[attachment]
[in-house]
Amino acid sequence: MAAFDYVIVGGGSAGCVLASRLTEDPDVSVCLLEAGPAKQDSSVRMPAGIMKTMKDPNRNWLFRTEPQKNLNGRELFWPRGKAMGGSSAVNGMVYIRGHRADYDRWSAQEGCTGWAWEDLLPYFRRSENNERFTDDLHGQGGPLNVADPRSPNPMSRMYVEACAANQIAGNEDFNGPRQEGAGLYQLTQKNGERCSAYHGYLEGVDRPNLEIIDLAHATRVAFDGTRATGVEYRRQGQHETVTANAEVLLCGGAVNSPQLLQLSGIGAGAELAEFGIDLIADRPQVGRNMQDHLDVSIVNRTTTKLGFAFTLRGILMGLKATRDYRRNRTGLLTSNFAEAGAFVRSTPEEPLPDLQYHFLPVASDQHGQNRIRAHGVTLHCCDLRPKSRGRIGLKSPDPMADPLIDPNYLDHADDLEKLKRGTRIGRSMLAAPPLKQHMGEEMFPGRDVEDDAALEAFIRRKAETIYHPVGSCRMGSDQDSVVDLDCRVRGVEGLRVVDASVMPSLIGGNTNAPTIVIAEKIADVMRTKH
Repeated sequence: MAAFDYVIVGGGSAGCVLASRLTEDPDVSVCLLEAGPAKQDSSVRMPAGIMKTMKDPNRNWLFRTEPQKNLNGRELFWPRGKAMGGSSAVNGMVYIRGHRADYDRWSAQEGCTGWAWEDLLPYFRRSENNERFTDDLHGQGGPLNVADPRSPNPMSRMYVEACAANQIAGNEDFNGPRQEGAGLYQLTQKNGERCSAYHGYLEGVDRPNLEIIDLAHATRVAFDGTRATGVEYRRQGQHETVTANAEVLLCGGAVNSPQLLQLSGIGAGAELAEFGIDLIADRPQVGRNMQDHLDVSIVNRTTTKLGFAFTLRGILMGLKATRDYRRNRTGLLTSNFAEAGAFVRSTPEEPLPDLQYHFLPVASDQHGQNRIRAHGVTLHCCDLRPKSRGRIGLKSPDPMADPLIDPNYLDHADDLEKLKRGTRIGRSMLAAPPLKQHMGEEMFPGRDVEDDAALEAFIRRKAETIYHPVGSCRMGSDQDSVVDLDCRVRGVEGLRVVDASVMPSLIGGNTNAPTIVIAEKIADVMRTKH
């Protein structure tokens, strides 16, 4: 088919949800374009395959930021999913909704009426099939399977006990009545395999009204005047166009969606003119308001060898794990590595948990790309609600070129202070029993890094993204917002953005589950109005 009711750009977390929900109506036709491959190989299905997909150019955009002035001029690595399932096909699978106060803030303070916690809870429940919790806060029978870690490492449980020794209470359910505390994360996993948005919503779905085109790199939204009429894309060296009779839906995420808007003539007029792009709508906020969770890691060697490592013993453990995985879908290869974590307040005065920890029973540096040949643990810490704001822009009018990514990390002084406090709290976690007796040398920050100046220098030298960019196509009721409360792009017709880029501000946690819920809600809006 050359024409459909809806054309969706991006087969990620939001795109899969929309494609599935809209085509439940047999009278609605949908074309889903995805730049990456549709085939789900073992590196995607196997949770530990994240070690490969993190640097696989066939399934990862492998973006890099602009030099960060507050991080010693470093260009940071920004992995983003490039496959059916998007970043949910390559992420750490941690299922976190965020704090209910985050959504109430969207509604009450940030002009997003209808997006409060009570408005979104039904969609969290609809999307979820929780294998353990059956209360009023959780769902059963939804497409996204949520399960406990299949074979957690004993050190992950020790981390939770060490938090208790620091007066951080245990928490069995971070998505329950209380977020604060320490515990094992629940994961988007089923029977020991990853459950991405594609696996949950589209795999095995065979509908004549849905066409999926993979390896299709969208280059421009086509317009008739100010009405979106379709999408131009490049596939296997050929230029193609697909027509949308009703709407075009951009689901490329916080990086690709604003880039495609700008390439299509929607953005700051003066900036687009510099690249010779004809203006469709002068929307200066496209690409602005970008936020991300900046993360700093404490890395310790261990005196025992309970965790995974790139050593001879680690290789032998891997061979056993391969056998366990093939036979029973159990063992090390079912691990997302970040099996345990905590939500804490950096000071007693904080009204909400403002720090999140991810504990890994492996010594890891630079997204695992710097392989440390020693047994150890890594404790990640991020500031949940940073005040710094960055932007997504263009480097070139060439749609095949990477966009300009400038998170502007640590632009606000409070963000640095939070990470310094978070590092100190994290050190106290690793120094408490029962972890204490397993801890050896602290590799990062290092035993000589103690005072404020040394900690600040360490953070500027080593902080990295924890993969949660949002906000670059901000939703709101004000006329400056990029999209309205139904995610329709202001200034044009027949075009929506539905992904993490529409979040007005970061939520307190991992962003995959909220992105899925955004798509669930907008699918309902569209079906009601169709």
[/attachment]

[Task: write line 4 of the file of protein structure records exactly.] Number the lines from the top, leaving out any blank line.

């Protein structure tokens, strides 16, 4: 088919949800374009395959930021999913909704009426099939399977006990009545395999009204005047166009969606003119308001060898794990590595948990790309609600070129202070029993890094993204917002953005589950109005 009711750009977390929900109506036709491959190989299905997909150019955009002035001029690595399932096909699978106060803030303070916690809870429940919790806060029978870690490492449980020794209470359910505390994360996993948005919503779905085109790199939204009429894309060296009779839906995420808007003539007029792009709508906020969770890691060697490592013993453990995985879908290869974590307040005065920890029973540096040949643990810490704001822009009018990514990390002084406090709290976690007796040398920050100046220098030298960019196509009721409360792009017709880029501000946690819920809600809006 050359024409459909809806054309969706991006087969990620939001795109899969929309494609599935809209085509439940047999009278609605949908074309889903995805730049990456549709085939789900073992590196995607196997949770530990994240070690490969993190640097696989066939399934990862492998973006890099602009030099960060507050991080010693470093260009940071920004992995983003490039496959059916998007970043949910390559992420750490941690299922976190965020704090209910985050959504109430969207509604009450940030002009997003209808997006409060009570408005979104039904969609969290609809999307979820929780294998353990059956209360009023959780769902059963939804497409996204949520399960406990299949074979957690004993050190992950020790981390939770060490938090208790620091007066951080245990928490069995971070998505329950209380977020604060320490515990094992629940994961988007089923029977020991990853459950991405594609696996949950589209795999095995065979509908004549849905066409999926993979390896299709969208280059421009086509317009008739100010009405979106379709999408131009490049596939296997050929230029193609697909027509949308009703709407075009951009689901490329916080990086690709604003880039495609700008390439299509929607953005700051003066900036687009510099690249010779004809203006469709002068929307200066496209690409602005970008936020991300900046993360700093404490890395310790261990005196025992309970965790995974790139050593001879680690290789032998891997061979056993391969056998366990093939036979029973159990063992090390079912691990997302970040099996345990905590939500804490950096000071007693904080009204909400403002720090999140991810504990890994492996010594890891630079997204695992710097392989440390020693047994150890890594404790990640991020500031949940940073005040710094960055932007997504263009480097070139060439749609095949990477966009300009400038998170502007640590632009606000409070963000640095939070990470310094978070590092100190994290050190106290690793120094408490029962972890204490397993801890050896602290590799990062290092035993000589103690005072404020040394900690600040360490953070500027080593902080990295924890993969949660949002906000670059901000939703709101004000006329400056990029999209309205139904995610329709202001200034044009027949075009929506539905992904993490529409979040007005970061939520307190991992962003995959909220992105899925955004798509669930907008699918309902569209079906009601169709």